Self-education in Self-isolation: World Bestsellers of American Literature

The Department of the Russian Language and Literature of the Institute of Media, Social Sciences and Humanities continues the cycle of materials on the “World Bestsellers”, which tells you about the works of world literature that every educated person should read. And today we suggest you to get acquainted with several bestsellers of the American literature of the 20th century, without which it is difficult to imagine the literary world.

Although the American literature originated much later than the literature of European and Asian countries, over the course of time it has underwent wide development and was assigned special significance. The American literature has gifted the world heritage such with classic authors as Mark Twain, Edgar Allan Poe, Theodore Dreiser, Ernest Hemingway, and Ray Bradbury. The American literature is complex and diverse, it presents a variety of genres and raises different topics, but all of them carry universal significance.

We would like to begin with Ernest Hemingway (1899–1961), who was the greatest writer of the 20th century and had a remarkable and tragic fate. He was a talented writer, a master of words, a famous journalist, a freedom fighter, a passionate hunter and a loving father ‑ to mention just a few things about this great author.

If you have ever heard the expression “A Moveable Feast”, then you may know that this is the title of the Hemingway’s book of memoirs about his life in Paris.

“If you are lucky enough to have lived in Paris as a young man, then wherever you go for the rest of your life, it stays with you, for Paris is a moveable feast,” from Ernest Hemingway’s letter to a friend, 1950.

Hemingway began his literary career as a writer of the Lost Generation; those were the people whose young years were happening during the First World War. In the novels The Sun Also Rises (1926) and A Farewell to Arms (1929), Hemingway describes the tragedy of young people who went to the First World War and faced infernal cruelty and death for the first time.

In 1936, a civil war broke out in Spain, which greatly worried Ernest Hemingway. Having collected money, the writer leaves for Madrid and the next three years of his life are closely connected with the struggle of the Spanish people against fascism. The impressions of the war in Spain were reflected in the novel For Whom the Bell Tolls (1940), which Hemingway considered to be his best work. The themes of love, war and humanism are closely intertwined in the novel, and throughout the whole story there remains a belief that the most joyous feelings are able to withstand and triumph even in the most tragic of times.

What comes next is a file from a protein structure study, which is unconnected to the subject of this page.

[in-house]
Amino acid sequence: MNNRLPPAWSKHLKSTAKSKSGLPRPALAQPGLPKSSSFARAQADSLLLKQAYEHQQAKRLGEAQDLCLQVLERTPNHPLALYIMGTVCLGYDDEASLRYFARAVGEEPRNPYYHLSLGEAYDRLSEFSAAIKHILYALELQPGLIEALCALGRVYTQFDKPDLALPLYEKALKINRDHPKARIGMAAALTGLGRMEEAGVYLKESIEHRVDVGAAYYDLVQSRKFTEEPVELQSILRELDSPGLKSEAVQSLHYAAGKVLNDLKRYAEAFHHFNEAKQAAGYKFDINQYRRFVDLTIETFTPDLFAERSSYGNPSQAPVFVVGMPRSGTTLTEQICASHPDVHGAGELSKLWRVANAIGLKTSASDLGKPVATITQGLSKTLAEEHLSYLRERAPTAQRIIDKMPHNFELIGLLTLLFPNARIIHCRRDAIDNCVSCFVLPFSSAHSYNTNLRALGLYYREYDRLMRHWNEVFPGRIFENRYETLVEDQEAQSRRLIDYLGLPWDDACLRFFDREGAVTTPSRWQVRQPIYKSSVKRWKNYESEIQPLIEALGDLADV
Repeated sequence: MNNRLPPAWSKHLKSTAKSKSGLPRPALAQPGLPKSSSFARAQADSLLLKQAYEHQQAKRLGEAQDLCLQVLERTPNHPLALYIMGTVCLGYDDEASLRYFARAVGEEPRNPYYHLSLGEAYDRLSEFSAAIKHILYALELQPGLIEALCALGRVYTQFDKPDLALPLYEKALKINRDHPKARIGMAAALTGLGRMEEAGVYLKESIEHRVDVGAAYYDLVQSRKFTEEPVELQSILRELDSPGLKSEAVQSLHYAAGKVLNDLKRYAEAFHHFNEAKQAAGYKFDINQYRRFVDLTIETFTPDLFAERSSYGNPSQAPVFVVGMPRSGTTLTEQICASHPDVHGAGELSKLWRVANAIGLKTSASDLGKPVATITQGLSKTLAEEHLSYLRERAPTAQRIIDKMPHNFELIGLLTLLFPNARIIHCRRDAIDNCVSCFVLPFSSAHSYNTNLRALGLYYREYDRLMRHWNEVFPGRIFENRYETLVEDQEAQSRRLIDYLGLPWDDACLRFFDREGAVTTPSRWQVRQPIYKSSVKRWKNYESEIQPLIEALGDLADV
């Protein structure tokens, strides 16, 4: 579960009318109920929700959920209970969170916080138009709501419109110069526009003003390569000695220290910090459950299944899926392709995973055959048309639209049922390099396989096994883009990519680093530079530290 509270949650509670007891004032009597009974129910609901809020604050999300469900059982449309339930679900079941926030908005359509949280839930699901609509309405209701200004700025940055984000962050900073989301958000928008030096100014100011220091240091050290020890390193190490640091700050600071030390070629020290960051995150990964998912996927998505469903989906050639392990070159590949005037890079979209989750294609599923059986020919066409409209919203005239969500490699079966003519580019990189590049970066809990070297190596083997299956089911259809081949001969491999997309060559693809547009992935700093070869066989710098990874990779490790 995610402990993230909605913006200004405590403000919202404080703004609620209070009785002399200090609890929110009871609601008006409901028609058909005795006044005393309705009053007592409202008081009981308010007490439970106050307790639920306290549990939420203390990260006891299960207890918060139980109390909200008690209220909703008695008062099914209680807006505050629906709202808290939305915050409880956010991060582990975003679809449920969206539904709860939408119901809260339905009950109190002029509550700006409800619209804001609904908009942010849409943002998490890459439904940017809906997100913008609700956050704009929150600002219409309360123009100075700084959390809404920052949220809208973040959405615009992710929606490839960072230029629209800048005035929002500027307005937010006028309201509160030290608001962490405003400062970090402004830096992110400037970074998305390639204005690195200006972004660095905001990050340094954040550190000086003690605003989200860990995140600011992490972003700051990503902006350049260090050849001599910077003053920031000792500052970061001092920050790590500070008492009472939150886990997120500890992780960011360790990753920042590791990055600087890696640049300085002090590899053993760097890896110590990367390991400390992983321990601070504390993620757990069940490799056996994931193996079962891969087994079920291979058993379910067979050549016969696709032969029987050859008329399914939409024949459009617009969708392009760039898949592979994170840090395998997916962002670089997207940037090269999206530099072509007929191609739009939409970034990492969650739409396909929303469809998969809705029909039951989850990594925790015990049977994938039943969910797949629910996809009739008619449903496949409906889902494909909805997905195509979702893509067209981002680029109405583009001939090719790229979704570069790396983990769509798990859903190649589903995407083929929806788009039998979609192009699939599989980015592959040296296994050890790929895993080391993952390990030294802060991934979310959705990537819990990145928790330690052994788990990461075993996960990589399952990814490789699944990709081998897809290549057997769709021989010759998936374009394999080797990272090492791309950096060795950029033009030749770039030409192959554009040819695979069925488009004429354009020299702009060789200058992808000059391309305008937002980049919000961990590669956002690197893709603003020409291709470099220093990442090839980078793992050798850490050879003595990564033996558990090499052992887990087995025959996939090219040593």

A special place in the American literature is occupied by the novel by Jerome Salinger (1919–2010), The Catcher in the Rye (1951). It is one of the most famous and iconic works of our time, especially with young people.

Salinger sharply and bluntly spoke about the problems of youth in a simple language, about how childhood illusions disappear, how hard it is for teenagers to merge into the adult world.

The famous monologue of the 16-year-old hero has become a real symbol of purity and sincerity:

“You see, I imagined how little kids play in the evening in a huge field, in rye. Thousands of kids, and all around - not a soul, not a single adult, except me. And I’m standing on the very edge of the cliff, over the abyss, understand? And my job is to catch the kids so that they don’t fall into the abyss. You see, they play and do not see where they are running, and then I run up and catch them so that they do not break. That is all my work. Guard children over the precipice in the rye. I know this is nonsense, but this is the only thing I really want”.

This book is a yearning for a better world, a world of childhood, in which there is no place for difficulties.

And if we have already touched upon the theme of childhood, then we cannot help but recall the summer story by the world-famous science fiction writer Ray Bradbury (1920-2012). Dandelion Wine (1957) is largely an autobiographical novel that presents a series of stories from the Douglas family, their neighbours, friends and acquaintances. Every summer, the grandfather of the main characters of the story, 12-year-old Douglas and 10-year-old Tom, makes wine from dandelions, which all the adventures and events of each summer are associated with:

“Dandelion wine. The words were summer on the tongue. The wine was summer caught and stoppered…sealed away for opening”.

To understand the book, it is also important to know that the events take place in 1928, before the Great Depression. Ray Bradbury sought to recreate and forever retain the wonderful time that remained in the memory of his compatriots.

Faith in the humanity and the humane, the ability to carry bright memories through your life and a sincere desire to protect those who are dear to you from the troubles is probably something that is really worth learning from the classic authors.


Ekaterina Fyodorova, Candidate of Sciences (Philology), teacher of the Department of the Russian Language and Literature
Contact person: 
Department of Internet Portals and Social Media, 267-92-86
You are reporting a typo in the following text:
Simply click the "Send typo report" button to complete the report. You can also include a comment.